Fred Warner sat quietly in the 49ers locker room on Friday, seemingly insulated from the activity around him. His eyes were locked on a tablet displaying Kansas City Chiefs film. He scrolled back and forth, scanning the offense for tendencies and clues on how to defend it.

There were but a few moments between the time he plopped down and his weekly press conference, but he wasn’t letting spare seconds slip.

The 49ers middle linebacker clearly was taking advantage of every waking moment to prepare for Super Bowl LIV’s clash with the dynamic Chiefs attack.

All 49ers defenders will fine-tooth comb leading up to the championship game, as they have before each clash. It’s particularly important Warner understands what Chiefs coach Andy Reid’s offense can and will do, and how the 49ers' defense will respond.

The green dot demands it.

That indicates Warner is the 49ers' signal caller, relaying defensive coordinator Robert Saleh’s play calls to players on the field. He’s chiefly responsible for making checks and ensuring defenders are in proper position to make plays.

“I feel like it's an honor just to be able to be out there and have the green dot and give the calls,” Warner said. “I take a lot of pride in that, and I try and make sure I'm the most prepared every single week with my own preparation individually, outside of our meeting rooms and stuff like that, just making sure I'm watching tape.”

Just like he was in moments before uttering this quote Friday afternoon. Warner assumed the responsibility as a rookie last season and has grown into an adept field general capable of making sure the 49ers are in position to react quickly. He has been a rock in the middle, keeping the team's linebackers afloat this season after Kwon Alexander went down with a pectoral injury. 

Warner has been excellent calling plays and executing them in his second professional season. He has 124 tackles, six passes defensed, a forced fumble and three tackles for loss in a year where he played 99 percent of all defensive snaps. He was even the NFL's Defensive Player of the Month in November. 

Warner’s also in great sync with Saleh after nearly two seasons working with him.

“As a rookie, hadn't played in the box or even given calls before, so it was an adjustment for sure,” Warner said. “There was a learning curve. But this year, he's been great about just keeping up with me, just seeing where I'm at, if it's too much, and lightening the load for me so I can go out and just play fast and be able to anticipate what the offense is doing.”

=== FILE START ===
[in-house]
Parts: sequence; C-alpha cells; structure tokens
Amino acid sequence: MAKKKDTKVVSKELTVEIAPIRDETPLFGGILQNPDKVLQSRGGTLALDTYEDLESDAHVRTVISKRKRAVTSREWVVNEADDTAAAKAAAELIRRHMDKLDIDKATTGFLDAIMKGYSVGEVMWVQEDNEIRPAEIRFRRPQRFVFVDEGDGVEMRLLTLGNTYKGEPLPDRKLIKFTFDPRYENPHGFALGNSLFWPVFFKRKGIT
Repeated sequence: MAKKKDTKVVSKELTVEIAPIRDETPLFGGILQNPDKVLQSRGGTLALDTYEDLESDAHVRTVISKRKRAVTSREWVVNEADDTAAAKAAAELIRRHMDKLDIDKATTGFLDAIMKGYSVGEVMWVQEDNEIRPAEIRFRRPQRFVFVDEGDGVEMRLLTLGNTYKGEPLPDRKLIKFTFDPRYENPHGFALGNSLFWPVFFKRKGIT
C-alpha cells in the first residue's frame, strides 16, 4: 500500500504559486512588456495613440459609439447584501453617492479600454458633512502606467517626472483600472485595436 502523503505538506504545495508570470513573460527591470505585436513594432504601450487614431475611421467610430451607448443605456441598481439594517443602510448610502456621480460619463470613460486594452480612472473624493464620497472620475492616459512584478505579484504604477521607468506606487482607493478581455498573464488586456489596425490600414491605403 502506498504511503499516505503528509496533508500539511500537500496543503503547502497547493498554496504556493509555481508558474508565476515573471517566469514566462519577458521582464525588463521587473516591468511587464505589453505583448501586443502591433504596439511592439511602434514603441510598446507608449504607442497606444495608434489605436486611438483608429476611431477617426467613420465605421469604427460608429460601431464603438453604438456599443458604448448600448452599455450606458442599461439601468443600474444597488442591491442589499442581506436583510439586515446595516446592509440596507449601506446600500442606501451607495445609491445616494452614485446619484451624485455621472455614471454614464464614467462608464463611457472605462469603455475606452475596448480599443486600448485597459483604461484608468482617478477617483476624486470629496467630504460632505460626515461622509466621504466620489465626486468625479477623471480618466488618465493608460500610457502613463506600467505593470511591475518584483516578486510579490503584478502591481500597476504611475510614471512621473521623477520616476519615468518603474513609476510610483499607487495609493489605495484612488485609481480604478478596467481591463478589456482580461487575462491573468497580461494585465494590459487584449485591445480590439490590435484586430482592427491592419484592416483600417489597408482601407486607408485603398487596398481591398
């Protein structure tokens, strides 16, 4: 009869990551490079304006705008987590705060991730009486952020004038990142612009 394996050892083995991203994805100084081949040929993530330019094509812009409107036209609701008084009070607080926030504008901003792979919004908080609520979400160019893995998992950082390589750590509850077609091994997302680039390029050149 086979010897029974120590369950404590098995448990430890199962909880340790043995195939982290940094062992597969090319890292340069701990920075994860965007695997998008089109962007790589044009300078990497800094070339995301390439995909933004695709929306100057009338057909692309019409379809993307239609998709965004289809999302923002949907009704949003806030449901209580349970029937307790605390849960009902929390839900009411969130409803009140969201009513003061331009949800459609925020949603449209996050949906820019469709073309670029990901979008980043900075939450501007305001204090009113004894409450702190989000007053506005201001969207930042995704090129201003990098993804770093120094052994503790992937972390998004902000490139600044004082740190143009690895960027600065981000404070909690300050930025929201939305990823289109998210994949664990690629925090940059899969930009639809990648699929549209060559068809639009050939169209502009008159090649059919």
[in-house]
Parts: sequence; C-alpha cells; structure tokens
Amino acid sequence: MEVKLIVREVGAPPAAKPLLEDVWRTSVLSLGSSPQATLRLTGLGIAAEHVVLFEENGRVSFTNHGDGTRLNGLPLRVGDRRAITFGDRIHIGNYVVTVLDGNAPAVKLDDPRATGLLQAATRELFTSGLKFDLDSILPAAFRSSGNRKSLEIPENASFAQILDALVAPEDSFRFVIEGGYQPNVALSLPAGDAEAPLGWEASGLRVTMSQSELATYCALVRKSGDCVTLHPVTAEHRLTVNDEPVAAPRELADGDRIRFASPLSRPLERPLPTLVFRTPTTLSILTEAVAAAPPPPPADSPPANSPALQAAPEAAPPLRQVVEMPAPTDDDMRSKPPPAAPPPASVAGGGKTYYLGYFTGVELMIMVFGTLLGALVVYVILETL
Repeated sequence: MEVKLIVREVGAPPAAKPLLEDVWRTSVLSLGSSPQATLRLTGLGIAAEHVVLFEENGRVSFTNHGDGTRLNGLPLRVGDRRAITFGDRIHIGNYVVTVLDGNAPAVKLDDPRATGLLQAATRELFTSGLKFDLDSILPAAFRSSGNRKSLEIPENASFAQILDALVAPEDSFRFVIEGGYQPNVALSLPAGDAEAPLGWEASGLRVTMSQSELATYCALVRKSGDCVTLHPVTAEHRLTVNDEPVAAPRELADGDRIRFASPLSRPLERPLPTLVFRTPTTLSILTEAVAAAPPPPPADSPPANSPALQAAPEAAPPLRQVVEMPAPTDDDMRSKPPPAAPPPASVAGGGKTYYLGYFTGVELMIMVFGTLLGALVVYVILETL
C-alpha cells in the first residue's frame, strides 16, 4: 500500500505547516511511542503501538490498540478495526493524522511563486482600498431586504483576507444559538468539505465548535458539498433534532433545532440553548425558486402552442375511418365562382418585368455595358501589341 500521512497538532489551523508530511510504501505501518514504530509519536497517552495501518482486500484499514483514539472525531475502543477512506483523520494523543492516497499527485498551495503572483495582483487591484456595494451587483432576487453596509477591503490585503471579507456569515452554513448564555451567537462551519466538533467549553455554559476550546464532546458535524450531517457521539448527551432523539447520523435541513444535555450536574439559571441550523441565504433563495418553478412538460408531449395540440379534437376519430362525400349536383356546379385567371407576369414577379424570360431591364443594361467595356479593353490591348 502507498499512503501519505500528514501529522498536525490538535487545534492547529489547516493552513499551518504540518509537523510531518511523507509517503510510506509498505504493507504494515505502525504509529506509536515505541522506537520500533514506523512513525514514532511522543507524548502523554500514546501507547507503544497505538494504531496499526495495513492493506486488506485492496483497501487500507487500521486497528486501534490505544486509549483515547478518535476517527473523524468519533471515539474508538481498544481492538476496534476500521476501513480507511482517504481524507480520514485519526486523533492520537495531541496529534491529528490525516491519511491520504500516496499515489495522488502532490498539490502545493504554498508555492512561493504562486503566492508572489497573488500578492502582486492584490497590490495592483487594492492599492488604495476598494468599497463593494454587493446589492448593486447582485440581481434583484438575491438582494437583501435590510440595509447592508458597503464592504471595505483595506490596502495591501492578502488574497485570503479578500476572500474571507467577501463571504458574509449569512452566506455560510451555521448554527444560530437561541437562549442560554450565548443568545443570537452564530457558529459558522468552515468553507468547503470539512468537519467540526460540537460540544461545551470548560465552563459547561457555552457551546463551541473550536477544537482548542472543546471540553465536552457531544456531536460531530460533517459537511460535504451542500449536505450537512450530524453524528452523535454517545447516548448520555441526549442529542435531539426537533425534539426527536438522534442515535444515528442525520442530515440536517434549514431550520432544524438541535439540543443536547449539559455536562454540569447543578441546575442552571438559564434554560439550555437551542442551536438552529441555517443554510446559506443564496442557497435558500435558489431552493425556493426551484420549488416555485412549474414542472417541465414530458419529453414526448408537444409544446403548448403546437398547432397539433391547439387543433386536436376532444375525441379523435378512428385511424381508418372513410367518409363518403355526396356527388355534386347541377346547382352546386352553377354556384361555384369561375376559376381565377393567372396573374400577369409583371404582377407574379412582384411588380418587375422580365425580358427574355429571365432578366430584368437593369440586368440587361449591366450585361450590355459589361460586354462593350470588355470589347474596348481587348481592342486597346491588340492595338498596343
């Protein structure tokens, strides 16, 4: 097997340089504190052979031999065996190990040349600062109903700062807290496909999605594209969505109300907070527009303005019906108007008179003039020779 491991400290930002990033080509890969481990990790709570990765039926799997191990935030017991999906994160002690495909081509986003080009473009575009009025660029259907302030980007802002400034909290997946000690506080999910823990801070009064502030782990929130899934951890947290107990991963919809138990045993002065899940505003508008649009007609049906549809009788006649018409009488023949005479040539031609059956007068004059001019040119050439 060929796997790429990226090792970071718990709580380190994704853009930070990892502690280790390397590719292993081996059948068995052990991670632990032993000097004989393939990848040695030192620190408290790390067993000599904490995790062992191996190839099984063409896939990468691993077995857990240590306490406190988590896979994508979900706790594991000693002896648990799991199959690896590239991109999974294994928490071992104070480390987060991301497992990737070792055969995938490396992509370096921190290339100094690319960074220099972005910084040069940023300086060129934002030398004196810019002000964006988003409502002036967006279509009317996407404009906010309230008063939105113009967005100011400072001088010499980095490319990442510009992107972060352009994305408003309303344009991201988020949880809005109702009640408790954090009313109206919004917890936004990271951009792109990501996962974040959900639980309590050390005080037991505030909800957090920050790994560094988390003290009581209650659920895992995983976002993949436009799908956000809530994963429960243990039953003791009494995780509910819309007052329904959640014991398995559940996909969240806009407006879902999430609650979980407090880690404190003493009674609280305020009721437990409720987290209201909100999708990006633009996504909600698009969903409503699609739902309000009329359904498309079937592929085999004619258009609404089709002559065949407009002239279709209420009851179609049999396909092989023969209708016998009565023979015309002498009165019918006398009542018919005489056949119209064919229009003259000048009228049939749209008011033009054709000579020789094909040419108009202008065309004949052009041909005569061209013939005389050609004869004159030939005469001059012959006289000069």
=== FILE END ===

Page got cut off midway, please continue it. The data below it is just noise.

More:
Saleh talks extensively about removing gray area from his game plans, and taking some from Warner's plate, so his guys can react quickly and use immense talent to make plays. Reid’s offense can be complex, with ways to deceive defender’s eyes and make them a step slow. That’s death against Chiefs quarterback Patrick Mahomes and his track team of skill players.

“It's our job as coaches to try to make it ... you're always just trying to tell them a story and you’re trying to make it as easy as possible,” Saleh said. “You don't want to show them every play that coach Reid has run in the history of his system. You'd die, I think. But, at the same time you do have to -- coach Reid has a philosophy and we have to find a way to pull that out so the players can understand it.

“… It's our philosophy in this system to eliminate gray area from players, as much as you can. Gray area always creates hesitation. You want these players playing in a world of black and white so they know what's expected of them so they can go as fast as humanly possible.”

[RELATED: Chiefs' Travis Kelce poses tough challenge for 49ers in Super Bowl 54]

Warner must have great understanding before the snap and relies on Saleh and extensive film study. He has grown to enjoy his homework and the mental side of a violent, yet cerebral game.

“That's something that for sure evolved over the years,” the BYU alum said. “[New England Patriots LB] Kyle Van Noy went to BYU and kind of took me under his wing, and he was a film junkie. I kind of took that from him. And then once you get to the NFL, it's a whole ‘nother ball game. You can't just go out there just hoping you're going to figure things out. You've got to be able to anticipate what's going on.

"You can't know that unless you're looking at the tape so you can see what they're giving you.”